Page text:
Students at Hood River Middle School have taken creative steps to stop bullying and harassment among their peers.
During the past two weeks, the Associated Student Body has helped orchestrate activities to raise awareness of the problem and seek out solutions. School Resource Officer Tiffany Hicks has encouraged the outreach.
“Bullying is the most common problem that I see at all of the schools I am in and we (HRMS staff) decided to help the students be part of the solution,” said Hicks, who worked with School Counselor Alison McDonald to develop an “anti-bullying” program.
Under the Safe Schools Project, the ASB inspired young artists to design posters about the issue that were showcased on the cafeteria walls. In addition, the Hood River City Police Department sponsored $20 prizes for the top essay about the issue in each grade level and an additional $10 for the second place writings. The first place entries were read during a motivational assembly last Friday and drew applause from the entire student body.
In her dissertation, sixth-grader Kylie McPherson suggested that more hall monitors be placed on duty since the majority of bullying and harassment took place between class periods.
The writing of Anna Flores, a seventh grade student, highlighted that parents had the responsibility to instill good values in their children so they would not grow up to be bullies.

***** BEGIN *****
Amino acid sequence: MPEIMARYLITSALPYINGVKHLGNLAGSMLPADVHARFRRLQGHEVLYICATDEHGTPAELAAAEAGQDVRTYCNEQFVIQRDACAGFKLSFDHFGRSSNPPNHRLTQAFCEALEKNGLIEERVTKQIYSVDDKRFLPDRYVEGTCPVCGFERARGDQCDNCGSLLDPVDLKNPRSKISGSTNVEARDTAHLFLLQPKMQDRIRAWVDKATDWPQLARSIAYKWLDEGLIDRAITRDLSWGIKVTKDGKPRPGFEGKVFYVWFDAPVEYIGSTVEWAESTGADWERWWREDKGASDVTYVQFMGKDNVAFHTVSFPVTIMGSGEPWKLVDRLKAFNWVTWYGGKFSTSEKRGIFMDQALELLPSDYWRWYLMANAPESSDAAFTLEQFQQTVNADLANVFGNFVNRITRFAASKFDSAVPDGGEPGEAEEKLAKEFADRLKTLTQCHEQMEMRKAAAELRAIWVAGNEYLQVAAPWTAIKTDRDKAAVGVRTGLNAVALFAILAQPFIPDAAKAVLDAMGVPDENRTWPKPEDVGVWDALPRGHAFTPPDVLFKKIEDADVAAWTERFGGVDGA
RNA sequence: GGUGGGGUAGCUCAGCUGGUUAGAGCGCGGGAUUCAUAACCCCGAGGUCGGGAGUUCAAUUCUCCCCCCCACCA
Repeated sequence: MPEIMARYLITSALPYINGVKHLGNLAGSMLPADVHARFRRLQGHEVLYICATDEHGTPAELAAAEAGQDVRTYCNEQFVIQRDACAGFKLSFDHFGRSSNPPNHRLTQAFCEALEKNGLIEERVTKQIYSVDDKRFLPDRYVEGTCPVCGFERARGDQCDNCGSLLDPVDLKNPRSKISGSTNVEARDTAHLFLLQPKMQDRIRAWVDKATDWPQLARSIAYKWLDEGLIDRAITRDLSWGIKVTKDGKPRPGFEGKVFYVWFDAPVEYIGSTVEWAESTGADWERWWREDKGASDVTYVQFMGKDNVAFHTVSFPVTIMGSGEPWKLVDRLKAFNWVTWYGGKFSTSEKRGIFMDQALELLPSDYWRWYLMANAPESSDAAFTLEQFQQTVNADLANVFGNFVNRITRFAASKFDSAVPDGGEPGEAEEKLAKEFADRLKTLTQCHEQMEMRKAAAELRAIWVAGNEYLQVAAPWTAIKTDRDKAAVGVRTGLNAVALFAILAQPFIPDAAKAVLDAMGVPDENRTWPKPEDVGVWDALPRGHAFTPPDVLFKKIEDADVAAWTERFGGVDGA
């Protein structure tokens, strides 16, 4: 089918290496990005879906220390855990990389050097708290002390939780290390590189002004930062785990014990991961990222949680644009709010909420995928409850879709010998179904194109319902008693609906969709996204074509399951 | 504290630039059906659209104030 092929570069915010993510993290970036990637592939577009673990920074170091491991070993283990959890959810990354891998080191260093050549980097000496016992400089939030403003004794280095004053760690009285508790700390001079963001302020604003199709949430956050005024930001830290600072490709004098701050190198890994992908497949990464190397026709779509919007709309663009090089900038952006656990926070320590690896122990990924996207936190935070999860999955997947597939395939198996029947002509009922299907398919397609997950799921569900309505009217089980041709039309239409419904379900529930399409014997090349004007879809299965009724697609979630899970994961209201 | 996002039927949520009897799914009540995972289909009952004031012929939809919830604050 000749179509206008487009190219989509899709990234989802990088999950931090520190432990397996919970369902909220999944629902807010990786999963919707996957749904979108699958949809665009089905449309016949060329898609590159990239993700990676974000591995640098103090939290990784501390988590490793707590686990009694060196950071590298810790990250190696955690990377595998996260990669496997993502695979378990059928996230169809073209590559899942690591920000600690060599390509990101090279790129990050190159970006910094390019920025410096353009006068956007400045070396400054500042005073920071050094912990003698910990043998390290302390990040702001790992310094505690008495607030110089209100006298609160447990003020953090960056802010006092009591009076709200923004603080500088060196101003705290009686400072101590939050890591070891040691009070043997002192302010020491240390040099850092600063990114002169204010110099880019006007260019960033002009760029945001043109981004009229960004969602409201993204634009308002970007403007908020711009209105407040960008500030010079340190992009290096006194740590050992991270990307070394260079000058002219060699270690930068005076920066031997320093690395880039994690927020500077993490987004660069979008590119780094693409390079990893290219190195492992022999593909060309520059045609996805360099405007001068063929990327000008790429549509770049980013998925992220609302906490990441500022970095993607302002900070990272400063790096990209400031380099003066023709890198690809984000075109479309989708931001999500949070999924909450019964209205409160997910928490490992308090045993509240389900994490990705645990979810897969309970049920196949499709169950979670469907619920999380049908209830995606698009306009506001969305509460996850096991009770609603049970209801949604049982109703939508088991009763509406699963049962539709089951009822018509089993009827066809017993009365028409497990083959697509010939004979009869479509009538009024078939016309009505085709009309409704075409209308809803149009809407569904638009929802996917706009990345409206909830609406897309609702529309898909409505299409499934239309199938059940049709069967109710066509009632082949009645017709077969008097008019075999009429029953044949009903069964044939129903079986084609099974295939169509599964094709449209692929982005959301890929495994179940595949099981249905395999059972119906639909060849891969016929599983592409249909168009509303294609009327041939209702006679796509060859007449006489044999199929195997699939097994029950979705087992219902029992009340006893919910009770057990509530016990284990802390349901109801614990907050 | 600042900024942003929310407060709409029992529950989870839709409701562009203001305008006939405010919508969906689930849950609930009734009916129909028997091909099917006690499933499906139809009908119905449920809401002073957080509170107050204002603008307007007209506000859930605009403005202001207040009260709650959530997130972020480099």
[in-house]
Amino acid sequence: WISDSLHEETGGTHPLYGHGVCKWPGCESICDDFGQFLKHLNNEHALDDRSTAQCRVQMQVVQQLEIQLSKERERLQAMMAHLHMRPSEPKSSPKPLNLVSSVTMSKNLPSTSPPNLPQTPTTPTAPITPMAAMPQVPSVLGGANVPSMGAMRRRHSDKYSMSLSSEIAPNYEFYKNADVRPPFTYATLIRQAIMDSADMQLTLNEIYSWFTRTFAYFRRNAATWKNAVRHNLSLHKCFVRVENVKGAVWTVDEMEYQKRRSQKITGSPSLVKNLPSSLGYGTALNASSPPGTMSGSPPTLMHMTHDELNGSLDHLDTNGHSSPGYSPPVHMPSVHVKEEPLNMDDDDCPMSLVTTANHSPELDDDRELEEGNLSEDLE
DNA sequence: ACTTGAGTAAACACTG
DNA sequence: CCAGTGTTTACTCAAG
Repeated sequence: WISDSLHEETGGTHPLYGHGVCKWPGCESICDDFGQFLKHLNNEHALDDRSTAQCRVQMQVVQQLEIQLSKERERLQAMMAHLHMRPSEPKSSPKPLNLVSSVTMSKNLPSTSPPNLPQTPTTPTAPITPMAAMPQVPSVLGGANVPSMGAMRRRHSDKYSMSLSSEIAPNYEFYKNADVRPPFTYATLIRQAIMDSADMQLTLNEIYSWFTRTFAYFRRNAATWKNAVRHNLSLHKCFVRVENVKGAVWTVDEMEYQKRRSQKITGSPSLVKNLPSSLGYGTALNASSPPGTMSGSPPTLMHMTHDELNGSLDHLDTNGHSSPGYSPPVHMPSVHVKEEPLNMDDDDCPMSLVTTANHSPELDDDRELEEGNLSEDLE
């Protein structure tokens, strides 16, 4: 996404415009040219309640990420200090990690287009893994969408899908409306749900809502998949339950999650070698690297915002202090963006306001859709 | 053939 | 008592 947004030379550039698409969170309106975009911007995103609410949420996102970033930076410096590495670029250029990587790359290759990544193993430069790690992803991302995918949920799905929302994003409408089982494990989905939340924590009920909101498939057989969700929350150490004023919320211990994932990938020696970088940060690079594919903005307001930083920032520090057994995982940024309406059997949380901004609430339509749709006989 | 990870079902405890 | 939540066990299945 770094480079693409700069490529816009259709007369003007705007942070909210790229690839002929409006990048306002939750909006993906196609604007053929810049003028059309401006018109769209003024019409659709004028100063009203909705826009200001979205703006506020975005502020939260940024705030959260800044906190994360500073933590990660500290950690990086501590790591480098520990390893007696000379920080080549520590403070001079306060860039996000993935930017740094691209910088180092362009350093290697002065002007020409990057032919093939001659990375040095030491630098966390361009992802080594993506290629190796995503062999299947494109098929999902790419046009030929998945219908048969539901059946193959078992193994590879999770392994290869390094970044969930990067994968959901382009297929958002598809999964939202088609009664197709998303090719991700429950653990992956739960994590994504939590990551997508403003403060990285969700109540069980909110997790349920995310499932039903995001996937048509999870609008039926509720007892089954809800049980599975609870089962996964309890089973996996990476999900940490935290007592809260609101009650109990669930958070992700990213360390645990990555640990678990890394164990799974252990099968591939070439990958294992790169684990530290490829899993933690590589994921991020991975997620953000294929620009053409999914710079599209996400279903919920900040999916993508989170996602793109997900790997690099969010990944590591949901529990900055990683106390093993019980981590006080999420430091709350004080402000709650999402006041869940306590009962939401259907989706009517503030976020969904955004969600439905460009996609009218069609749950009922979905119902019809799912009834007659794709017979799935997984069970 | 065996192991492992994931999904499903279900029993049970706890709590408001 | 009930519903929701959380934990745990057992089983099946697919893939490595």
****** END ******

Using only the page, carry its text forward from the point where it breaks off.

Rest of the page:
Eighth-grader Lauren Hay penned an opinion that bullies had low-self esteem and the best way to stop negative bids for attention was to empower victims so they could either stand up for themselves or ignore the behavior altogether.
Other student suggestions to stop bullying and harassment were also read by staffers at the assembly. These included establishing a “bully box” for anonymous reporting of problems, placing “undercover bully detectives” in gathering places, providing anger management counseling for perpetrators, establishing a “Peacemaker Award” for those who didn’t bully, and having tougher disciplinary action taken against problem individuals. These recommendations have been forwarded to principal Bob Dais to review and possibly put into place. The students also signed a pledge to respect differences by not bullying others, and report any problems immediately.
At the May 2 gathering, Hicks reminded her audience that it was not only bad behavior to bully and harass their peers, it was also a punishable crime to make threats, touch people without permission or challenge them to a fight.
“I fully expect you all to be role models and treat each other with dignity and respect,” Hicks said.
She plans to carry the same message to students at Wy’east Middle School and Cascade Locks School, the other two facilities she serves through the Community Policing Program.
“Some kids hurt each other’s feelings on a regular basis and don’t even realize what they have done — it’s my goal to have students make more informed choices and take more responsibility for their actions,” Hicks said.